Considering that all three coherent fields are laser pulses, we also need the Maxwellian wave equations to numerically examine the dynamic evolution of atomic population and atomic coherence, which finally turn intoEqs. (6), κ 21 = ωpN|d 12|2/ε 0 ch̄, κ 32 = ωsN|d 23|2 /ε 0 ch̄, and κ 34 = ωπN|d 34|2/ε 0 ch̄ are coupling constants, respectively, for the Stokes pulse, the pump pulse, and the π pulse with N being the atomic density, ε 0 the permittivity in vacuum, and c the light speed in vacuum.
3. Numerical results and discussions
3.1. Population transfer
In this subsection, we explore the possibility of achieving the maximal population transfer from the ground state |1〉 to the Rydberg state |4〉 by combining the STIRAP technique and the π pulse technique. The time sequence of three coherent light pulses is shown in Fig. 2(a) while atomic populations ρ 11, ρ 33, and ρ 44 are plotted against time t in Fig. 2(b). As we can see, the the pump pulse is applied after the Stokes pulse with a time delay τp in the counter-intuitive order and the full population in state |1〉 is assumed before the pump pulse arrives to trigger the atom-field interaction. When the pump pulse gradually enters the medium, atomic population is adiabatically transferred from state |1〉 to state |3〉 without populating state |2〉. This adiabatic process requires two basic conditions: the Stokes pulse should arrive before the pump pulse and extinguish first; both Stokes and pump pulses should vary slowly enough in time (i.e. have smooth rising and falling edges). The π pulse with a narrower time width (Tπ < Tp = Ts) is applied, when the pump and Stokes pulses approximately have the same Rabi frequency [Ωp(t) ≈ Ωs(t)], to further transfer atomic population from state |3〉 to state |4〉. It is clear that about 98% (88%) atomic population is finally transferred into state |4〉 for an ideal (realistic) four-level ladder system and the population in state |4〉 decays little in 200 nanoseconds because the lifetime of a high Rydberg state is several tens of microseconds.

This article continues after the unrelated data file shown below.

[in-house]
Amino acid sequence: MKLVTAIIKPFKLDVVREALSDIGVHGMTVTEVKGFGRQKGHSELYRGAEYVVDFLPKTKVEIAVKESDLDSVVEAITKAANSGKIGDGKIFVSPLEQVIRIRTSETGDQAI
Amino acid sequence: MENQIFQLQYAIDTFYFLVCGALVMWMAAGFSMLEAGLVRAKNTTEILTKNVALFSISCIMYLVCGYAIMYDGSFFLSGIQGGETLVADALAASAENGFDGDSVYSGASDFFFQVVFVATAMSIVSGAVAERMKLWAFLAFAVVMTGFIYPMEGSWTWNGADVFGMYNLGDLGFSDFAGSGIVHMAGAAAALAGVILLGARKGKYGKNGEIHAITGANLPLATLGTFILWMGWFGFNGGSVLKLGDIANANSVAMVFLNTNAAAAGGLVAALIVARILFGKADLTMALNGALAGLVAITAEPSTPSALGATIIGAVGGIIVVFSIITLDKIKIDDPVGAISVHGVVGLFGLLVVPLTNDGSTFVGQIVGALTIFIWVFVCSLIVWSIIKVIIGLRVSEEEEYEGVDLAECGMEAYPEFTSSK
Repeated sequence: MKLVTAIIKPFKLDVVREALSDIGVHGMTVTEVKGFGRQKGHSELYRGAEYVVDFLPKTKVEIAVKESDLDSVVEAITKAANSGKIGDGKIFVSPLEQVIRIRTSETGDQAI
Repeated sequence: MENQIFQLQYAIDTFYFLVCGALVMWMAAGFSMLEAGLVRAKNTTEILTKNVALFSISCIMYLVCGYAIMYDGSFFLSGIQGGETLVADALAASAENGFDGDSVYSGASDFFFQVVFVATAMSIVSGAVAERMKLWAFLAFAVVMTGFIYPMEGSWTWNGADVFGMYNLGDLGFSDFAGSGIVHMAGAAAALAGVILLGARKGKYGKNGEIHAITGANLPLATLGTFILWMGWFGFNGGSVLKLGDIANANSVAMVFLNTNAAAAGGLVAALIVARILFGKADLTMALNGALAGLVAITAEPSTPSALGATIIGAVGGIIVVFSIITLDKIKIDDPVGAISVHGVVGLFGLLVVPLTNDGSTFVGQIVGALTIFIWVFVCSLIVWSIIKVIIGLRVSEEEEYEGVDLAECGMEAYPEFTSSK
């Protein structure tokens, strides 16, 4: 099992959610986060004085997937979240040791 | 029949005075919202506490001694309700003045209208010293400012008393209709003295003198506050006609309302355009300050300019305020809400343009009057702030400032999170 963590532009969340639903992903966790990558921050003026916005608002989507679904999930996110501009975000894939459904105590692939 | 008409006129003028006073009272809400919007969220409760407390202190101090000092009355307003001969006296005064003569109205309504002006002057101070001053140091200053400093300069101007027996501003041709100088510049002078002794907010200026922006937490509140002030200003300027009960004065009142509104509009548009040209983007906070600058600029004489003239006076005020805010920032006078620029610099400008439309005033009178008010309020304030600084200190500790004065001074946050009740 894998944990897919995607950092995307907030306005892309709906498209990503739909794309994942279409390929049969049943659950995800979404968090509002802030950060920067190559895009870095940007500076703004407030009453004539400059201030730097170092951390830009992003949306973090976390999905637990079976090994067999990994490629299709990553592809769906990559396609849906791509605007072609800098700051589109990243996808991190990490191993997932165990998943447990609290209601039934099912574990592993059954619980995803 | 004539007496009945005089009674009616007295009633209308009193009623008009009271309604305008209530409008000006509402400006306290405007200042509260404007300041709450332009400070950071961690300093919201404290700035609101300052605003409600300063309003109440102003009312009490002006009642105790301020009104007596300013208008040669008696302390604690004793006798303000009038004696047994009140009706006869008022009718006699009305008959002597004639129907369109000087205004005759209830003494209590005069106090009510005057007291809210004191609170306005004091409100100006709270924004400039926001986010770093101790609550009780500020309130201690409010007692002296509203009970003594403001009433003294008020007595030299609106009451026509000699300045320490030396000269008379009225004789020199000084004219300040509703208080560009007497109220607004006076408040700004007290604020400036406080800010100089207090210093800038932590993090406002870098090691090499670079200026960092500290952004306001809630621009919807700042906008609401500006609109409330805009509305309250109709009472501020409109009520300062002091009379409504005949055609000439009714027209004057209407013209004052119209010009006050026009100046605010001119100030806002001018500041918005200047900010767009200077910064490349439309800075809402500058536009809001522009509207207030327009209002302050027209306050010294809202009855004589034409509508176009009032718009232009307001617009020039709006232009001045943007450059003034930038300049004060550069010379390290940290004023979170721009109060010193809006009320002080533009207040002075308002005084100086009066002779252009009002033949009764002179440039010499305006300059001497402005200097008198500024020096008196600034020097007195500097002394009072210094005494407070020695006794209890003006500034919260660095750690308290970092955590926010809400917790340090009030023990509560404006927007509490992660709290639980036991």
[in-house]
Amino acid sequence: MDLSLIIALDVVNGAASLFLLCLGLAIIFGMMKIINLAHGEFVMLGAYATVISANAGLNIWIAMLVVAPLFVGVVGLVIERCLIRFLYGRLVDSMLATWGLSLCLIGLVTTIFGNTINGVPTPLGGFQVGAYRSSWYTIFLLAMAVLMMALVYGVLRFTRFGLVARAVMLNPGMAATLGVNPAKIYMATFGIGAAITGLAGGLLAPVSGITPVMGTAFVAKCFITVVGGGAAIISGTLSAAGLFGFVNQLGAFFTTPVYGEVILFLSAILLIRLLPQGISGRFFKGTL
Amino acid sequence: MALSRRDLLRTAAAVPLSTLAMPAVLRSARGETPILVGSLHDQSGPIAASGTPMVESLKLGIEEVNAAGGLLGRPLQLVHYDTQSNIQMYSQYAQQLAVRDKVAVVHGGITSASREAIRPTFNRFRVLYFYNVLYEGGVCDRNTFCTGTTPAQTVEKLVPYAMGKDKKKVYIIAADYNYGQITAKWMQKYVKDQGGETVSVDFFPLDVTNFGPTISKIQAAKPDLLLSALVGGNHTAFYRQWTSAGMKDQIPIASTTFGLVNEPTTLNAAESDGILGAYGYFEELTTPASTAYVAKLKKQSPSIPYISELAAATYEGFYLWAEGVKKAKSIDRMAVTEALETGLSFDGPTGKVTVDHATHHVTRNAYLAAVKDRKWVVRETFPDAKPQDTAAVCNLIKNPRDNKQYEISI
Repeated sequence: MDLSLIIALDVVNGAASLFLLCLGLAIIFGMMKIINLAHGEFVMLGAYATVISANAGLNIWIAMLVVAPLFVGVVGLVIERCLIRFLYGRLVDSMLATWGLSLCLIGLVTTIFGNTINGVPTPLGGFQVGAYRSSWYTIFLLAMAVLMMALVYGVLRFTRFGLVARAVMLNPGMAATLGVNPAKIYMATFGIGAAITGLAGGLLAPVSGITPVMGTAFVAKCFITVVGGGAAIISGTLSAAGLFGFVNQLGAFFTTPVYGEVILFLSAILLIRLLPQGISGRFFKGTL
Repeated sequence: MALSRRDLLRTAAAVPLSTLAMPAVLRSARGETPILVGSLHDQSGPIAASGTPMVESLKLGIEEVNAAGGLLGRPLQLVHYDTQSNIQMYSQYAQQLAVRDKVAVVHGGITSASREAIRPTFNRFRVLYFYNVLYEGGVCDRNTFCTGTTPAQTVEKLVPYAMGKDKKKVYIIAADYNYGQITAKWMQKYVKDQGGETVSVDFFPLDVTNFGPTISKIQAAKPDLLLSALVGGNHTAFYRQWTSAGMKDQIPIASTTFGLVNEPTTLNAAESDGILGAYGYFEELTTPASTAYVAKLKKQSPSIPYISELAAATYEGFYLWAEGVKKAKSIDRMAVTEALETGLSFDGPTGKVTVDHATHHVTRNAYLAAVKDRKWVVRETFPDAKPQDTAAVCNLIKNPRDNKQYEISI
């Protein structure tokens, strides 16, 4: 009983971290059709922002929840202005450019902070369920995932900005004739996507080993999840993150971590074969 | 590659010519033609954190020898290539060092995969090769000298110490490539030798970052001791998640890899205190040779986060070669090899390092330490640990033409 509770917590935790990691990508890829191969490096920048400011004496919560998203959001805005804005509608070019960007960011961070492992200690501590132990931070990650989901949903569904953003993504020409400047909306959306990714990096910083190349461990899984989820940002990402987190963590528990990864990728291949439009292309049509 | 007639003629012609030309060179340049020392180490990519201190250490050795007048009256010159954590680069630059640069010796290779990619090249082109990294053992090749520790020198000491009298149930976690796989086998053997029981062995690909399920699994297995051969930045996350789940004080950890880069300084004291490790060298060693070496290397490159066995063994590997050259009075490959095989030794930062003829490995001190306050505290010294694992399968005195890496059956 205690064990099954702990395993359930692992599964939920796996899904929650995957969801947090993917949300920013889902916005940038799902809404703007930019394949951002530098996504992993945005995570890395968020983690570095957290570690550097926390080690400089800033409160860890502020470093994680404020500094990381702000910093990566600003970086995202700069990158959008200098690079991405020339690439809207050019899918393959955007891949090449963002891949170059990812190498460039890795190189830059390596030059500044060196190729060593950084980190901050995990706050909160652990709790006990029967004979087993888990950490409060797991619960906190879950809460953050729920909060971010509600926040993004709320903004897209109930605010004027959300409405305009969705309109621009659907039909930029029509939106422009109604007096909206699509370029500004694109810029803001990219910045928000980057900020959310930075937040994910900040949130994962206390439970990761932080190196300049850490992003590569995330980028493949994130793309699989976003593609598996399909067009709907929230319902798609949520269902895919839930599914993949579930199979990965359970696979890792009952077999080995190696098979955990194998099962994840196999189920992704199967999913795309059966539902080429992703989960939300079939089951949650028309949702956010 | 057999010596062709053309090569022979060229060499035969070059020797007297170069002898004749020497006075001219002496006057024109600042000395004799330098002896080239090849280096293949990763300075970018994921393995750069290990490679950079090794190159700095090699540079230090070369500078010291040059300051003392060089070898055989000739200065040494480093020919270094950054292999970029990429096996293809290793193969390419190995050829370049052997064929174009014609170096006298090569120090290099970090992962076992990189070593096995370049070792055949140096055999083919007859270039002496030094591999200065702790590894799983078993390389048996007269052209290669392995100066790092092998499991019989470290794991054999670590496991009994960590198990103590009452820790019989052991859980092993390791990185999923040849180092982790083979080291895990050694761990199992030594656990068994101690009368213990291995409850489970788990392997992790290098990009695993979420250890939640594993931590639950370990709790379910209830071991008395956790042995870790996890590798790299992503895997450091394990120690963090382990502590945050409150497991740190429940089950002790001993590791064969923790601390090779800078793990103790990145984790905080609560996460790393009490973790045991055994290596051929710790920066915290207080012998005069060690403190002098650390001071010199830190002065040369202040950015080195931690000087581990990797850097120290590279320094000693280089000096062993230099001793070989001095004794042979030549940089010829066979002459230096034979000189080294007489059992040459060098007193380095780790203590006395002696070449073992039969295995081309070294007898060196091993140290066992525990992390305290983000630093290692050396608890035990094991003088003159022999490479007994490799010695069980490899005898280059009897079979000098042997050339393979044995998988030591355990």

The time width Tπ and the delay time τπ of the π pulse are two critical parameters to attain the maximal population transfer. In Fig. 3(a), we show atomic population ρ 44 as a function of the delay time τπ for an ideal four-level system where spontaneous emissions from state |3〉 and state |4〉 are neglected. The dashed, solid, and dash-dotted curves correspond to different peak Rabi frequencies Ωπ 0 = 4 MHz, 40 MHz, 400 MHz and therefore different time widths Tπ = 221.5 ns, 22.15 ns, 2.15 ns of the π pulse. For a smaller peak Rabi frequency Ωπ 0 = 4 MHz, atomic population ρ 44 changes much slower when the delay time τπ is gradually increased and the maximal population ρ 44 ≈ 96% can only be attained with τπ > 300 ns. This is because a wider π pulse with smaller peak Rabi frequency interacts with the ideal four-level ladder system in a larger time interval and it has to be applied after state |3〉 has accumulated enough population. For the larger peak Rabi frequency (Ωπ 0 = 40 MHz or Ωπ 0 = 400 MHz), atomic population ρ 44 is more sensitive to the delay time τπ before the maximal population ρ 44 ≈ 98% is attained after τπ > 100 ns. That is, a small adjustment of the delay time τπ may result in a large change in atomic population ρ 44. In Fig. 3(b), we can find very similar dynamic behaviors for atomic population ρ 44 in a realistic four-level ladder system where spontaneous emissions from state |3〉 and state |4〉 are suitably considered. The only difference lies in that the maximal population ρ 44 is much smaller for Ωπ 0 = 4 MHz because a part of atomic population ρ 33 returns to state |1〉 due to the nonzero decay rates Γ32, Γ41, and Γ43. Thus to guarantee that the maximal population in state |4〉 is larger than 90%, we have to choose a strong enough π pulse with a suitable delay time τπ, e.g. Ωπ 0 = 40 MHz and τπ = 100 ns.